Strip rust pustules are yellowish-orange, much smaller than those of leaf rust, and are neatly arranged in groups forming distinct stripes on the leaf surface (Fig. 2). For stem rust, on the other hand, pustules are much larger, orange-red, oval to elongated, and develop predominantly on the stem, leaf blade and sheath, and occasionally on parts of the spike. One of the most characteristic features of stem rust that helps to separate it from the other two rusts is the fact that the uredinia tear the plant tissue, giving the affects stem and leaf a distinctly tattered appearance (Fig. 3).

Fig. 1. Leaf rust.
Image courtesy of E DeWolf
Fig. 2. Stripe rust Fig. 3. Stem rust.
Image courtesy of E DeWolf

Disease Cycle and Epidemiology

Wheat rusts have very complex life cycles that include two hosts (wheat, the primary host, and an alternate host) and five different spore stages. However, the in-season rust cycle in Ohio is fairly simple, since the alternate host and three of the five spore stages are of little importance for in-season rust development. In Ohio and other parts of the Midwest, the urediospore stage is the spore type responsible for dispersal and infection of the wheat crop. Urediospores overwinter on infected wheat in the more moderate climate of the southern states and Mexico, and are carried northward by the wind. Under favorable temperature and moisture conditions, urediospores germinate and infect leaves within 6 to 8 hours after landing on the plant surface. Once established, a new crop of urediospores may be produced every 7 to 14 days if environmental conditions are favorable. The earlier rust develops, the more spore and disease cycles are likely to occur during the season and the greater the risk of severe epidemics and yield loss. Frequent heavy dew, light rain, or high humidity and temperatures of 77 to 86°F are ideal for leaf rust development. Stem rust has a similar optimum temperature range, but stripe rust develops best under much cooler conditions (50 to 64°F). All three diseases are spread by wind blow urediospores from plant to plant and from field to field until the crop matures. As the plant matures, black, submerged pustules develop on the leaves, leaf sheaths, stems, and spikes, depending on the rust. These pustules (telia) contain the winter spores (teliospores). Teliospores do not infect wheat. Telia may not develop when plants become infected very late in the season (close to maturity). In the fall urediospores are blown southward and infect wheat and overwinter as urediospores or mycelium on volunteer wheat plants.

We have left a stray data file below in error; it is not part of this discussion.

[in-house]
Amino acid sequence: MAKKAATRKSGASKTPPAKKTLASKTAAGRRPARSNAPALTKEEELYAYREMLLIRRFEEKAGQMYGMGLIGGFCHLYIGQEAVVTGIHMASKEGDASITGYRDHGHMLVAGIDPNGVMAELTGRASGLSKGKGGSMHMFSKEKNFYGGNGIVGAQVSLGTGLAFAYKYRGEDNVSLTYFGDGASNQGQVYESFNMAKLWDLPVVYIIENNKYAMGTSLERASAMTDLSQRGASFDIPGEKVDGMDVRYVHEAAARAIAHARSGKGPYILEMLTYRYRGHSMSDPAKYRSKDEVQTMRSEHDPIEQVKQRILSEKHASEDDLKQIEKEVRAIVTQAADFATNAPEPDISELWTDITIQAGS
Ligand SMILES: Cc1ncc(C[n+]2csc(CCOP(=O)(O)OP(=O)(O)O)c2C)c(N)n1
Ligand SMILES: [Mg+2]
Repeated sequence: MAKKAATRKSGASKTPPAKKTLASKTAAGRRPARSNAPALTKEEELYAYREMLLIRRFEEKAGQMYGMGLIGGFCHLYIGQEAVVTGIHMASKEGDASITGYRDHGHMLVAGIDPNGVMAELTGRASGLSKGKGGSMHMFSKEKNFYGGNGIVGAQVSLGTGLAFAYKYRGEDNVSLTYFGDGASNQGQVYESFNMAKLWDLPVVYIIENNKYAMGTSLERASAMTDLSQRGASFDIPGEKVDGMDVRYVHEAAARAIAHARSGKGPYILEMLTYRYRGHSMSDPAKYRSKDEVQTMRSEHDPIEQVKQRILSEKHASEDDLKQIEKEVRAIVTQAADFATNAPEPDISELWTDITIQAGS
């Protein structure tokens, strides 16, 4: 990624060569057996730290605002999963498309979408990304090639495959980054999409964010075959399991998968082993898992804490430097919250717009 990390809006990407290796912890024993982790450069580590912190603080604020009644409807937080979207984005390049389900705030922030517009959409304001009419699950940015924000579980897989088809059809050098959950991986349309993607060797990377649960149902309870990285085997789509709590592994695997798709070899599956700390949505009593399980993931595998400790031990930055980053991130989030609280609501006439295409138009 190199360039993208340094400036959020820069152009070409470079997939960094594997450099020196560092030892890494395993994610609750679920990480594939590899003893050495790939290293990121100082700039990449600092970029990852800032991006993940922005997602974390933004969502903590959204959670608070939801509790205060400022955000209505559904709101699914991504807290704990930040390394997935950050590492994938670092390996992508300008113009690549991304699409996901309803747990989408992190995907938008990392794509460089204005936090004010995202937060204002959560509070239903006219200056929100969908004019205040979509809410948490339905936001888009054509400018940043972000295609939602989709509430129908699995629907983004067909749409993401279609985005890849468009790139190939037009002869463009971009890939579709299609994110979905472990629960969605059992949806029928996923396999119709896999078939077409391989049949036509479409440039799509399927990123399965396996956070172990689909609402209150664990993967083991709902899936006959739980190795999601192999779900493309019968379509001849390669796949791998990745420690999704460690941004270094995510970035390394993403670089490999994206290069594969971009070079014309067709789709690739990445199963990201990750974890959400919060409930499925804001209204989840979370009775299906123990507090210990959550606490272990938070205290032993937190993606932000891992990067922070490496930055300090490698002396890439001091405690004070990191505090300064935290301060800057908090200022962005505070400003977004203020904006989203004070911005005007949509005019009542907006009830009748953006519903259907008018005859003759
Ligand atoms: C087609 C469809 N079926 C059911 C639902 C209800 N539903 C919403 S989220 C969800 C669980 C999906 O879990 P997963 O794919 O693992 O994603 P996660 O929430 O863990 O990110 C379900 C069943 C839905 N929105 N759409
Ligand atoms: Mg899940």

1. Plant rust-resistant varieties adapted to Ohio conditions. Be willing to change varieties when rust epidemics occur.
  2. Plant after the Hessian fly-safe date recommended for your area. Early planting increases the chance of fall infections. Severely infected seedlings are stressed and are more prone to winter injury.
  3. Adequate, balanced fertilization based on a soil test should reduce the possibility of severe yield loss due to rust. High N rates without sufficient P and K may increase rust severity, reducing grain yields.
  4. Fungicides are available for control of leaf rust on wheat. Application of a fungicide is often recommended when the variety is susceptible, the disease started early and the flag leaf is in danger of becoming infected.